Veggies Enhance Perception Of Food And Cook
November 29, 2012

Study Says Veggies Enhance Perception Of Both Food And Cook

Connie K. Ho for — Your Universe Online

Researchers from Cornell University´s Food and Brand Lab recently released a study showing that including vegetables in a meal could positively change perceptions and expectations about both the dish and the person cooking.

In particular, the scientists were interested in finding out about the psychological motivations for adding a vegetable to a plate. Interesting enough, only 23 percent of meals currently consumed by individuals in the U.S. include a vegetable. The findings on vegetables were published in the September 2012 issue of the journal Public Health Nutrition.

“From the point of view of increasing vegetable serving and consumption, promoting vegetables may best be accomplished not in isolation but as a complement to a main course or meal. This approach is promising, given the clear implication that adding a vegetable to a meal enhances that meal in a variety of ways,” explained the writers in the paper.

“This may be an especially good tactic in families where the nutritional gatekeeper is not a ℠veggie lover´. Characterizing vegetables not merely as ℠good for you´ or as part of a balanced meal but as a flavour enhancer could motivate a meal preparer.”

The study was done in two phases, in which 22 laddering interviews were conducted along with a national survey of 500 mothers in the U.S. who had two or more children under 18 years old. In the survey, the participants were asked to grade meals that were given with or without a vegetable as well as the cooks who did or did not include a vegetable on the dinner plate. Then, the meal preparer could be described with adjectives from a list of 12 different qualities like “loving” or “selfish.” On the other hand, kids were asked to provide the name of their favorite vegetable.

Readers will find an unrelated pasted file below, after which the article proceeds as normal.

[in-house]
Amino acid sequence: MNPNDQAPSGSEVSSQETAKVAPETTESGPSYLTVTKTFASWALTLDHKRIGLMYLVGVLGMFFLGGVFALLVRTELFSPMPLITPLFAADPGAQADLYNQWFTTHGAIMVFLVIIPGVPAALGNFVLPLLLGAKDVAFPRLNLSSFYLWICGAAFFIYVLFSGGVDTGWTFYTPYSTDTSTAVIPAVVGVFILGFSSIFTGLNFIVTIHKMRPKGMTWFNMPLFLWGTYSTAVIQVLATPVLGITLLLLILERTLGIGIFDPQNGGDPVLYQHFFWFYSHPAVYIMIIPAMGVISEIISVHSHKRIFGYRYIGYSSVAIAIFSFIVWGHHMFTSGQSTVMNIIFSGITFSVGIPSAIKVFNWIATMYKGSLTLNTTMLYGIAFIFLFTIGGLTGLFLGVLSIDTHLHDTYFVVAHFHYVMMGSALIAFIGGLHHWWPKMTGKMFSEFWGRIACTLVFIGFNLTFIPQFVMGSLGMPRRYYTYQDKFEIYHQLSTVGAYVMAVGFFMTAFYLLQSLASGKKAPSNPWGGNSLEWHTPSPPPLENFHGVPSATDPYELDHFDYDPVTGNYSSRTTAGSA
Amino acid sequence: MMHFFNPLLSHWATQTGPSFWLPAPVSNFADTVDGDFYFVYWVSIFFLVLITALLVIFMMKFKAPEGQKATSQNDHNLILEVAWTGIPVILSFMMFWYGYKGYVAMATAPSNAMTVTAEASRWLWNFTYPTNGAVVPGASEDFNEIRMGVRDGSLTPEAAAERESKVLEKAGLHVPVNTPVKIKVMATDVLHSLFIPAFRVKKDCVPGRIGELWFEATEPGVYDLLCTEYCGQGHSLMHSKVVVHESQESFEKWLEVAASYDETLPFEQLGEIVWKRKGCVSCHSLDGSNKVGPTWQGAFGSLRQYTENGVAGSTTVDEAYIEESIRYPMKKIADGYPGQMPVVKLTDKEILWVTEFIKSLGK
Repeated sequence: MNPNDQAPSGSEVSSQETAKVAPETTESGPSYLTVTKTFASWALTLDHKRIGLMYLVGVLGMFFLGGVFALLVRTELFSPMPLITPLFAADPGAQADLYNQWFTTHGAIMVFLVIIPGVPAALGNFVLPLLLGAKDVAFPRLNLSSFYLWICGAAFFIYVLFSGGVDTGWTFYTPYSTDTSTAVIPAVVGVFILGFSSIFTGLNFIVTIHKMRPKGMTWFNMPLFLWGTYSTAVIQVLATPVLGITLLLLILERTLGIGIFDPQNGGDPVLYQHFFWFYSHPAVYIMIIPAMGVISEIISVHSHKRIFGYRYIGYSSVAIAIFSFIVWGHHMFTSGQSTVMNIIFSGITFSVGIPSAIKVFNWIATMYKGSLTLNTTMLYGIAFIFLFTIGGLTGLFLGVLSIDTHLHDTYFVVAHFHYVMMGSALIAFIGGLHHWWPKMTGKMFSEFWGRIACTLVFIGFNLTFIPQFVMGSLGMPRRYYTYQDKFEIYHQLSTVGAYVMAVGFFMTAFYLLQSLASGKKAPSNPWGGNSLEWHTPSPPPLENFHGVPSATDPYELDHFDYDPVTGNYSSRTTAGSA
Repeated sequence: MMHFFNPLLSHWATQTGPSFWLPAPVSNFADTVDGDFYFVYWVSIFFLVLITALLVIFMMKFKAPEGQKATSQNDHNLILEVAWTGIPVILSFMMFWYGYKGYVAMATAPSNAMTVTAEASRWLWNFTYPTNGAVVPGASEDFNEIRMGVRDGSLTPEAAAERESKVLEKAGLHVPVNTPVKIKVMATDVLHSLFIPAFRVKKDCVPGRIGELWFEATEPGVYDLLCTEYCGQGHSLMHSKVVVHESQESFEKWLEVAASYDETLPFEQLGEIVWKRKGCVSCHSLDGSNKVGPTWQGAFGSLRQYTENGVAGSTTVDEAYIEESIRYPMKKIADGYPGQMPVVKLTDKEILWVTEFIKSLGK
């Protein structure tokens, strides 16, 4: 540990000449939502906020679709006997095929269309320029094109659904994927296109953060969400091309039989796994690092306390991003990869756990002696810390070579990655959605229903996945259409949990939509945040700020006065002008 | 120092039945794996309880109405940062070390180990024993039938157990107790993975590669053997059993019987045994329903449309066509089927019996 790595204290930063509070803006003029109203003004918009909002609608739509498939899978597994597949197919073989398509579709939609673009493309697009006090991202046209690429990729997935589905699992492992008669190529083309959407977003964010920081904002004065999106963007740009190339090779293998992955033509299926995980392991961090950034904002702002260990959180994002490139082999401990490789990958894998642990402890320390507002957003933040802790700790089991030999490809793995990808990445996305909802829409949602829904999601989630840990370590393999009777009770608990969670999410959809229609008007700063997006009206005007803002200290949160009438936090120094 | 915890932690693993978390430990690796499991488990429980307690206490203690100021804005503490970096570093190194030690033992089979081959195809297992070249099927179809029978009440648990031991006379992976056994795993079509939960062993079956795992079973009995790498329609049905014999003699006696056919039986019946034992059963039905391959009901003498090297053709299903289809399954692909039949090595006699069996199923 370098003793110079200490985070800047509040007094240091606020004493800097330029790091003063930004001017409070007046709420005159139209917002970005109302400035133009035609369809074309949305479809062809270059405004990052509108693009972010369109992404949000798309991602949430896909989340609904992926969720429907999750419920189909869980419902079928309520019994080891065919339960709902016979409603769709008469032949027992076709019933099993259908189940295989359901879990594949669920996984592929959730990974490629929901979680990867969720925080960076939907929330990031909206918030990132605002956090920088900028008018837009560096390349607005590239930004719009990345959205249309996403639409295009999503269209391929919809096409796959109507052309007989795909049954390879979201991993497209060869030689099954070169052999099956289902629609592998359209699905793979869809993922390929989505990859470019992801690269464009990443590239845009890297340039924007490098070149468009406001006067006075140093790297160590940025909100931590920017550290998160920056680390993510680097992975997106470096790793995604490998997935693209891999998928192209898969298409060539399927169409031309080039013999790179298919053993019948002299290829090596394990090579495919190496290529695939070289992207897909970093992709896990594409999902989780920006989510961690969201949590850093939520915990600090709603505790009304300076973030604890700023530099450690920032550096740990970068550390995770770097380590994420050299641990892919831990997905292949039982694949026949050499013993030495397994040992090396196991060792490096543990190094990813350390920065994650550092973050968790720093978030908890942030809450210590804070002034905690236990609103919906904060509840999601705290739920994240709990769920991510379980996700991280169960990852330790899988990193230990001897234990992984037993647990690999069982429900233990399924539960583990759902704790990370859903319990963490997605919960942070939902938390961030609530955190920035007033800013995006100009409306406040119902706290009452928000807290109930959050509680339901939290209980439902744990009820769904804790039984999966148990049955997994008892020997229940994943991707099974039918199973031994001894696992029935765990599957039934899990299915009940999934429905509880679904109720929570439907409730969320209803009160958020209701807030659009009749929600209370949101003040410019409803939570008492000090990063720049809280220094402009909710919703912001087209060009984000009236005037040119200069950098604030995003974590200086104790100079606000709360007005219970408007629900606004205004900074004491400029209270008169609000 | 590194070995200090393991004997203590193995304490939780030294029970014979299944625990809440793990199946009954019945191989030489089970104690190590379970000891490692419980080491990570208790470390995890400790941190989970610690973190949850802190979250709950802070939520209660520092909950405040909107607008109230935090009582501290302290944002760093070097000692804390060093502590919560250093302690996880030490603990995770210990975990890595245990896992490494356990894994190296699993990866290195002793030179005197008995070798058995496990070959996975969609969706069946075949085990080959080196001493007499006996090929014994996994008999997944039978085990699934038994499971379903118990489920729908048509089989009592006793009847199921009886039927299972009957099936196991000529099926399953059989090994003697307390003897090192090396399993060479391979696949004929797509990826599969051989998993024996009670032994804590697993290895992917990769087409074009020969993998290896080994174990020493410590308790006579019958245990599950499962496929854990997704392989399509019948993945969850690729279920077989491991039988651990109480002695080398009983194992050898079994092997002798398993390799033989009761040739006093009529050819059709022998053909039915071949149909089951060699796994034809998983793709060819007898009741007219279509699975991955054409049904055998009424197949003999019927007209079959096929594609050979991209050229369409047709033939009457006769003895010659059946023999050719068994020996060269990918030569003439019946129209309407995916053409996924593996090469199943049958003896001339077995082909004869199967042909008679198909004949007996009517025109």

Based on the results, the researchers found that dishes that included a vegetable had much higher scores than dishes that only contained chicken, steak or pasta. The scientists believe that meals are viewed more favorably when a vegetable is included since it indicates that a cook spent more time and energy in preparing the meal.

For example, a steak served alone received a score of 7.0, compared to a dish of steak and broccoli that was awarded a score of 8.08. That same dish of broccoli and steak were also given adjectives like “loving.” Similarly, the person who cooked the meal was described with positive adjectives such as “attentive,” “capable” and “thoughtful” along with a decrease of negative adjectives like “boring,” “neglectful,” and “selfish.” Interesting enough, the evaluators said that the vegetables “made the meal” in terms of boosting the expectations of the dish as well as improving the individuals´ general opinion of the cook.

The team of investigators also found out important information about children´s favorite vegetables. In particular, the researchers saw that preference for a vegetable tended to change over time. When kids were younger, they preferred carrots and corn. When they became older, however, they started to prefer broccoli. The researchers believe that with so many favorite vegetables, an increased variety could possibly boost their total consumption of veggies over time.

Overall, the scientists say that vegetables can improve the pleasure of consuming a dish.

“These two studies show new hedonic and heroic motivations for serving vegetables: (i) they increase the hedonic appeal of the meal and (ii) they increase the heroic appeal of the cook. More vegetables are likely to be served with a meal if preparers know that the addition of vegetables makes them appear to be both a better cook and a better person,” concluded the authors of the paper.